Real estate laws are laws that govern the ownership and transfer of real property. Real property is a term that describes land and everything on the land including structures and plant life. Real property also defines air space above the land, and rights to deposits of minerals beneath the soil. Real estate laws differ depending on legal jurisdiction of the real property. In addition to ownership, real estate law also addresses leasing, property liens, and fair housing.
Many laws that affect real estate are associated with rights of ownership. Having ownership of a property typically gives the owner the right to sell or mortgage the property, to bequeath the property, and to build on the property. Property owners are usually given a deed or title to the property to enable them to prove and document ownership. In most countries, deeds are recorded and records are kept indefinitely. These records typically show a complete history of ownership for any given property.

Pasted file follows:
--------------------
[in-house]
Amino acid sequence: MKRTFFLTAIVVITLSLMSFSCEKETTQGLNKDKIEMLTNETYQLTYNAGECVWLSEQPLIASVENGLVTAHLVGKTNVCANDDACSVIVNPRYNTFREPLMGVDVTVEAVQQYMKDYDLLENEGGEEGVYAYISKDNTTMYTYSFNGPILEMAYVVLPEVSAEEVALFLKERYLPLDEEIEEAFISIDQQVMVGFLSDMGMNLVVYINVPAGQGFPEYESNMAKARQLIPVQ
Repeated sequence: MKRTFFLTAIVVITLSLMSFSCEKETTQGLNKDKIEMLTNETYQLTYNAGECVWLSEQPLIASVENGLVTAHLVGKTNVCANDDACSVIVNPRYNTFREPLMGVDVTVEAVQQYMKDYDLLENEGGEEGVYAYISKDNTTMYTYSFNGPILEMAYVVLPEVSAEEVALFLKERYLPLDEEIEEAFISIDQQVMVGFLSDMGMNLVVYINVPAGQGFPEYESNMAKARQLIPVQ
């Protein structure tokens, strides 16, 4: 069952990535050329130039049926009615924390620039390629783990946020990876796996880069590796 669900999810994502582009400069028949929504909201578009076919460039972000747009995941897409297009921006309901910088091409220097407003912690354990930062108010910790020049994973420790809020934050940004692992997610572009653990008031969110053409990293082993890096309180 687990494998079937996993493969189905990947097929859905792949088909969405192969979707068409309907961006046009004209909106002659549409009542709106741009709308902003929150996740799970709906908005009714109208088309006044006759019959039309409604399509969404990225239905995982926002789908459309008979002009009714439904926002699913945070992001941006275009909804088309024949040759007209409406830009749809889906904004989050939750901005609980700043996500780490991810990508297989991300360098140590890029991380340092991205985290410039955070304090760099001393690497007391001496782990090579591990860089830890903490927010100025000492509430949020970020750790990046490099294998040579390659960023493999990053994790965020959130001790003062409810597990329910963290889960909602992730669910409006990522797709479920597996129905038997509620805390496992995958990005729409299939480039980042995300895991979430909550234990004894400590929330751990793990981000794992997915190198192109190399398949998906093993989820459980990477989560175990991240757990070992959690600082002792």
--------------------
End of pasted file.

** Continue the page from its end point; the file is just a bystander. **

Other real estate laws are designed to protect both tenants and property owners who are involved in a tenancy agreement. Most of the time, a written contract is required to outline the conditions of the lease. In most cases, lease agreements should indicate a beginning and ending date, and any stipulations regarding maintenance of the property. Other tenancy laws outline the steps that must be taken to evict a non-paying tenant, or a tenant who is in violation of a rental agreement.
In many jurisdictions, it is legal to place liens against a property in an attempt to collect a debt. This is often complex, and there are usually real estate laws in place to govern how this process can be done. The lien holder usually must be able to show absolute proof that they have the right to place the lien, and the property owner is usually given the opportunity to dispute the lien. If the lien stays in place, the money owed must be paid when the property is sold.
Some types of real estate laws apply to lenders and govern the way mortgages and foreclosures are handled. Most of the time, these laws require that the property owner be given a fair amount of time to vacate the premises in the event of foreclosure. They may also require that interest rates be fixed below a certain percentage, depending on the type of loan involved.
Many legal jurisdictions require that real property ownership or tenancy should not be dependent on religion, race, age, or national origin. These types of real estate laws are established to prevent discrimination. In most cases, violations of fair housing laws are taken very seriously, and could result in expensive fines.